“Our use case is: pick up your phone in Uganda and send money to someone in Kenya. Or pick up your phone in Côte d’Ivoire and send money to someone in Benin Republic. And we became very good at that,” says Okoudjou, adding that over time this created a “natural network effect”.
“The more countries we connected, the more countries wanted to be connected to us; the more networks we connected, the more networks wanted to connect with us.”
Adding businesses in Africa and beyond
MFS Africa continues to grow its mobile money connectivity, however after some time it began to recognise that there was a need for cross-border payments interoperability in the continent beyond companies servicing individuals with mobile money accounts. Other businesses also needed payments interoperability, whether they were doing transactions across the continent or looking to make payments from outside of Africa.
“Digital merchants around the world want to sell to African consumers and the connectivity could help them collect money from them,” explains Okoudjou.
“Money transfer companies outside of Africa are interested in sending money into Africa and the connectivity will allow that seamlessly.”
This prompted a transformation in how MFS was thinking about its service, seeing it look beyond its role as an intra-Africa provider to also add into and out-of-Africa capabilities. Here into-Africa is led by remittances and out-of-Africa is dominated by trade.
However, while the company is increasingly catering to companies looking to move money into or out of the continent, its primary focus remains intra-Africa, because it is here where there are the biggest opportunities to bring improvements.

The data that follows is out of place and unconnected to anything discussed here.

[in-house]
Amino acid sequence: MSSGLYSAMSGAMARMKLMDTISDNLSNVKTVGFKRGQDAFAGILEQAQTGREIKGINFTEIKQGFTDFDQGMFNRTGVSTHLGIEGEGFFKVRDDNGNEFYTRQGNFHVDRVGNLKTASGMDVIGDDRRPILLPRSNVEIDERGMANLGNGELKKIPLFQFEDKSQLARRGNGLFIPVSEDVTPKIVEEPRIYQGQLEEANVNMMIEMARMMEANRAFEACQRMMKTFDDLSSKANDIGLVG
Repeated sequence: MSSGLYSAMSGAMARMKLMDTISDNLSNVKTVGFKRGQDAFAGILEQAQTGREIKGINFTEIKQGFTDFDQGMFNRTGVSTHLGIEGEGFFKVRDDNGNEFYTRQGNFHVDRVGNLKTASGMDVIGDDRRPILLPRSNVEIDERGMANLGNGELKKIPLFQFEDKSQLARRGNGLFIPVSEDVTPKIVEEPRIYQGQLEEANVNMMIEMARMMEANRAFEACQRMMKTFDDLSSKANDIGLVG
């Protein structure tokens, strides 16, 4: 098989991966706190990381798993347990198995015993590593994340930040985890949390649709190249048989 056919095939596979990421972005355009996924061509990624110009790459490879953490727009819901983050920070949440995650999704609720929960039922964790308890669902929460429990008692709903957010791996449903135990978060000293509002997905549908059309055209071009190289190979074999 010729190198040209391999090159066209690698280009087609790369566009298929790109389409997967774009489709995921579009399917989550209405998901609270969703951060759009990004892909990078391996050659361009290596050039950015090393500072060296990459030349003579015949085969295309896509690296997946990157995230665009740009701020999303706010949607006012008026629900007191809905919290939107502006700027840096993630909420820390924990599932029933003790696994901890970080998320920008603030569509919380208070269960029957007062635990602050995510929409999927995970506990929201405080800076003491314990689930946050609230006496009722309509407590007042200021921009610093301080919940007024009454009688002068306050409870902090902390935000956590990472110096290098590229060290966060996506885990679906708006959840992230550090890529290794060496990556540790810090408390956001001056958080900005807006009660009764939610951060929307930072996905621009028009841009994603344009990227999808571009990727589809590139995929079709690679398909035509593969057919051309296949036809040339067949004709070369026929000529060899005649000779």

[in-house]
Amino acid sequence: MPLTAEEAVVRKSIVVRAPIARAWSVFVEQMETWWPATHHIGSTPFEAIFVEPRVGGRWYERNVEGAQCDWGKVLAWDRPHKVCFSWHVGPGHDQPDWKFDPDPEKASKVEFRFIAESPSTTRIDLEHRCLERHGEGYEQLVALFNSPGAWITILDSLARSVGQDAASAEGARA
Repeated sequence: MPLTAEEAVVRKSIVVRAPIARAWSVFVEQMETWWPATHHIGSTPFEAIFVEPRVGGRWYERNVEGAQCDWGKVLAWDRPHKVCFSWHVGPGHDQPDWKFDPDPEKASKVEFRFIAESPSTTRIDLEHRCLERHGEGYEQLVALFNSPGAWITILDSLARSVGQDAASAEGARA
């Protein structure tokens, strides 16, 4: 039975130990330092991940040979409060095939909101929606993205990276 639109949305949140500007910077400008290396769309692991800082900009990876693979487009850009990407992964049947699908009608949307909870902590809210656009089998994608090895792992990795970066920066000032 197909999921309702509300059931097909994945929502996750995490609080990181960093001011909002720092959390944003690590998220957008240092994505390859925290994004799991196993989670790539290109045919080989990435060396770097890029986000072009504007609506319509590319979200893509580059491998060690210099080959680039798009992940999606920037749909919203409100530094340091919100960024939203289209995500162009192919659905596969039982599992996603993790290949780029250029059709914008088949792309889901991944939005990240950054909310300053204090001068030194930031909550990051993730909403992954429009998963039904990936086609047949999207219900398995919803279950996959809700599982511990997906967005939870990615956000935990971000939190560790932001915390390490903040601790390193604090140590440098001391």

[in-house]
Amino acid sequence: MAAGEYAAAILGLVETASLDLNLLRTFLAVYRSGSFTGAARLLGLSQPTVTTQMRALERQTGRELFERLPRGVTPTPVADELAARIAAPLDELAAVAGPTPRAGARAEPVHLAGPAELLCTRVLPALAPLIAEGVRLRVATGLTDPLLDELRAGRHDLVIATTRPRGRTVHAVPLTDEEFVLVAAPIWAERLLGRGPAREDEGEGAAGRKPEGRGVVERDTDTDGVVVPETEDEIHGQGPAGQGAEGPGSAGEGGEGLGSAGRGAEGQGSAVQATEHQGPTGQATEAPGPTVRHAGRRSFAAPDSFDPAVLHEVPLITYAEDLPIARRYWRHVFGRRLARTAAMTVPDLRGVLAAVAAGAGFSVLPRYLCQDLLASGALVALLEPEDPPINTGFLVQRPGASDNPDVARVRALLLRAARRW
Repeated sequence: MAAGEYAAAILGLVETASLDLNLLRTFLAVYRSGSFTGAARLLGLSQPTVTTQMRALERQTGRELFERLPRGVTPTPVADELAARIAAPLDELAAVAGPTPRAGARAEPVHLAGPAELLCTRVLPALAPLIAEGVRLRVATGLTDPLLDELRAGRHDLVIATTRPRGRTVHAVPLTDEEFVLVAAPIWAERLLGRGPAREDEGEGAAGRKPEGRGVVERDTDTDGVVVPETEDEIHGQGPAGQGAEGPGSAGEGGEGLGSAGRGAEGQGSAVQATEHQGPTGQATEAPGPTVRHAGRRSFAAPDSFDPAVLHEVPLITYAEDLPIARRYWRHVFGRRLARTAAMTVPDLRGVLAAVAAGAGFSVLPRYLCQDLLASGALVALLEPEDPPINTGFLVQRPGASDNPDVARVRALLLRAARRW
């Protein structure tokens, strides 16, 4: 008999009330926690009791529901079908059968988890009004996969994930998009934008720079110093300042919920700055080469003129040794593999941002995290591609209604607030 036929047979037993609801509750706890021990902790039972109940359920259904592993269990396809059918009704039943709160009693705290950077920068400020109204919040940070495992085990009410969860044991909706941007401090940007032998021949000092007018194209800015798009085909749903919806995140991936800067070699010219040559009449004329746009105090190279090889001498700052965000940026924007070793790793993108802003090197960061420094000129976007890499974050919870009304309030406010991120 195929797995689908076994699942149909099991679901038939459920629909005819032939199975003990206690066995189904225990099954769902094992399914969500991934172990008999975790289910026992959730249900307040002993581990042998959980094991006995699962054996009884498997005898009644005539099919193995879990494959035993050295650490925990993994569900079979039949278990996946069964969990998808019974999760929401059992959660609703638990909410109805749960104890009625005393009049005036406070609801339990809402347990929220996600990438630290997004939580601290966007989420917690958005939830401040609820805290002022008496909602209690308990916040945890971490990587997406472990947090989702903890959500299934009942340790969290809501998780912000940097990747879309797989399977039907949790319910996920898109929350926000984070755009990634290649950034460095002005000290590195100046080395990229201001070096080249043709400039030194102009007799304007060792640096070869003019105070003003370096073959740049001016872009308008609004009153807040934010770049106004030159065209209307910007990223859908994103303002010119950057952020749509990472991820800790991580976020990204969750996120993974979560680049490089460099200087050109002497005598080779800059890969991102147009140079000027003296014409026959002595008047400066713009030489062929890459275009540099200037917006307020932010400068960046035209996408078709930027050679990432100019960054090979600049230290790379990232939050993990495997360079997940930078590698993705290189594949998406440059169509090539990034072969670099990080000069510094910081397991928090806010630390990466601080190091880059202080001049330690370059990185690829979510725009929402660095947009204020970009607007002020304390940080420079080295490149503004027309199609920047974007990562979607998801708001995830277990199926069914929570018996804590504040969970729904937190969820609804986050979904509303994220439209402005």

“We still believe that’s where it’s the most broken,” says Okoudjou. “Funnily enough, it might be easier for you to get money from London in Ghana than to get money from Togo, which is next door.”
In service of this, the company has also added additional payment types beyond mobile money.
“It doesn’t have to be just mobile money specific. We can be connected to other ways that businesses send to: bank accounts, cards and so on and so forth,” he says, adding that this has been a particular focus for the company over the past four years.
This has enabled it to increasingly cater to fintechs in the continent, who use the company’s service to bring their solutions to multiple countries in Africa.
“Those are what I would call digital businesses in Africa that are getting at scale,” he says.
However, the company has also increasingly been focusing on small businesses who are looking to do business across the continent.
“You get really small ones, like a tailor in Dakar that is advertising on Instagram, the beautiful dresses that they’re doing and someone wants to buy this in Kenya,” he explains.
“They can check on WhatsApp or Instagram but at the end, that payment needs to happen. So facilitating those kinds of payments is also something that we’re looking at.”
Adding acquisition-led growth
Targeting this growing range of markets is being achieved partially through organic development, but in some cases the company is opting to speed up the process through choice acquisitions.